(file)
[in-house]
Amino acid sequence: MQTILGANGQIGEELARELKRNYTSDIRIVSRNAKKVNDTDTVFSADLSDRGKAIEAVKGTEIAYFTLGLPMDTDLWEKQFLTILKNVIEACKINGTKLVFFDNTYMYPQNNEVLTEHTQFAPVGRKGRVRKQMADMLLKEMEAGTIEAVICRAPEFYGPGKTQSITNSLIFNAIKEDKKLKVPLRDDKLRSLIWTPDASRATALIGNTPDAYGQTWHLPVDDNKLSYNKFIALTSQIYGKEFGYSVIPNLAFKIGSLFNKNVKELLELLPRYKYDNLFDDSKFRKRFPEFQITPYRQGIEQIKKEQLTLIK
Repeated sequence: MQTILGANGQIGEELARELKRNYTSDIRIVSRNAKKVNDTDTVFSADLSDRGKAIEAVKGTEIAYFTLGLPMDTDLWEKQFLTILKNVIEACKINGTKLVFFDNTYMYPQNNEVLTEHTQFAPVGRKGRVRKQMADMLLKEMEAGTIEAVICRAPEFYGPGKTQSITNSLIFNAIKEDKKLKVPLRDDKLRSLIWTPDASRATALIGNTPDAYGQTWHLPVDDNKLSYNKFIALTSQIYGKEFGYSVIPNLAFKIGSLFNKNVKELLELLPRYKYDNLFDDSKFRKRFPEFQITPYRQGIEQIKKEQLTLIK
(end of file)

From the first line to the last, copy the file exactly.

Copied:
[in-house]
Amino acid sequence: MQTILGANGQIGEELARELKRNYTSDIRIVSRNAKKVNDTDTVFSADLSDRGKAIEAVKGTEIAYFTLGLPMDTDLWEKQFLTILKNVIEACKINGTKLVFFDNTYMYPQNNEVLTEHTQFAPVGRKGRVRKQMADMLLKEMEAGTIEAVICRAPEFYGPGKTQSITNSLIFNAIKEDKKLKVPLRDDKLRSLIWTPDASRATALIGNTPDAYGQTWHLPVDDNKLSYNKFIALTSQIYGKEFGYSVIPNLAFKIGSLFNKNVKELLELLPRYKYDNLFDDSKFRKRFPEFQITPYRQGIEQIKKEQLTLIK
Repeated sequence: MQTILGANGQIGEELARELKRNYTSDIRIVSRNAKKVNDTDTVFSADLSDRGKAIEAVKGTEIAYFTLGLPMDTDLWEKQFLTILKNVIEACKINGTKLVFFDNTYMYPQNNEVLTEHTQFAPVGRKGRVRKQMADMLLKEMEAGTIEAVICRAPEFYGPGKTQSITNSLIFNAIKEDKKLKVPLRDDKLRSLIWTPDASRATALIGNTPDAYGQTWHLPVDDNKLSYNKFIALTSQIYGKEFGYSVIPNLAFKIGSLFNKNVKELLELLPRYKYDNLFDDSKFRKRFPEFQITPYRQGIEQIKKEQLTLIK